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Karsten Pultz: Review of Denton’s “The Miracle Of The Cell”


Dr. Michael Denton’s new book The Miracle of the Cell (2020), is a real treat. His approach to the design inference is different from that of other prominent ID researchers’, which makes his writings quite refreshing. I recommend reading the book along with watching some of the fine videos featuring Denton because his awe of nature and the enthusiasm with which he communicates his findings are not fully conveyed through the written word.

The Miracle blew me away, almost like a religious experience. I have researched and written about ID for 15 years but as a former victim of 30 years of intense materialist propaganda, I still habitually think in ways that originate in that worldview. Denton shows that an intelligent designer already had living things in mind when creating the universe with all its differing elements. Because I had always viewed matter as some random cosmic product, which the designer eventually used for building living things, this came as a revelation to me.

Denton made me realize that life is not put together from elements that came into existence via cosmic randomness, but that the elements of the periodic table were carefully produced with life as end goal in the mind of the designer.

I came to think of this analogy: Building an object from random Lego bricks compared to building an object for which a specific set of Legos were produced.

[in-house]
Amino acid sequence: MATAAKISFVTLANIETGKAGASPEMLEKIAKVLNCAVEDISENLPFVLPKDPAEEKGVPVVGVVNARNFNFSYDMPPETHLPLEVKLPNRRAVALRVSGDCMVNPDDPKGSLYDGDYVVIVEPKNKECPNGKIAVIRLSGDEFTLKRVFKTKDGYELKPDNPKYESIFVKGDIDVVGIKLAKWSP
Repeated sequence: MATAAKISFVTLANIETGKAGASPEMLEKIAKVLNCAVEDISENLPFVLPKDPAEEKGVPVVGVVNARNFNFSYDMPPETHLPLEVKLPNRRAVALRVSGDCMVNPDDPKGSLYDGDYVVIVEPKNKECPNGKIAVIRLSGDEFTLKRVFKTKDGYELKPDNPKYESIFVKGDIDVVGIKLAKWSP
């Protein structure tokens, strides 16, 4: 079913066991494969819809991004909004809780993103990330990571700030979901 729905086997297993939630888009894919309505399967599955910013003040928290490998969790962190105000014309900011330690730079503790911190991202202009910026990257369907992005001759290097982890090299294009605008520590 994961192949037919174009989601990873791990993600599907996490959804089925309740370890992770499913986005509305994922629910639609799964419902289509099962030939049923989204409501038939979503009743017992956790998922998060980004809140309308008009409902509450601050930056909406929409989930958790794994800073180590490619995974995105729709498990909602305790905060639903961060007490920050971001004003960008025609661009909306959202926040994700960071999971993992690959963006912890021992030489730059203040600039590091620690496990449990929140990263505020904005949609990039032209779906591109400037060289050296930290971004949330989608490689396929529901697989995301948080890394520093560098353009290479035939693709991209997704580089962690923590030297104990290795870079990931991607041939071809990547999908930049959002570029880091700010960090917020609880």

My children, when they were young, had a huge bag of Legos from which they could build all sorts of things, using pieces that were not actually produced to serve as roof on a house, wheels on a truck, hatches on a tank, furniture in the garden etc.

On the other hand sometimes they got, as a birthday gift, a set of Legos specifically meant to be assembled into a ship, a motorcycle, a castle, or a caterpillar. In this case, unlike building Lego structures from randomly available pieces, they had individual pieces that were made to serve specific purposes in the overall construction. Denton makes this latter analogy in his book, arguing that hydrogen, nitrogen, oxygen, carbon, iron, copper, zinc etc, were most likely created specifically to serve as building materials for life.

Denton reveals the extreme specificity of the elements, how the properties—the configuration of electrons—of every single element is clearly tuned to fit the properties of the other elements such that no substitutions seem possible. The chemical characteristics of each element play together in a symphony of awesome fine tuning.

If the elements were not designed specifically to accommodate life, we should be able to detect spots where improvement could be done or where one element could be substituted for another. According to Denton, this seems not to be the case.

Although modern cosmology portrays events that led to the creation of matter as undirected, The Miracle of the Cell (2020) makes it clear that this is not what evidence suggests. The designer of life was also the designer of the variety of elements constituting what we call matter. The chemical workings of the cell reveal that matter is a Lego set with designated pieces predestined to be assembled to what we call life.

Note: Karsten Pultz is our Danish correspondent.


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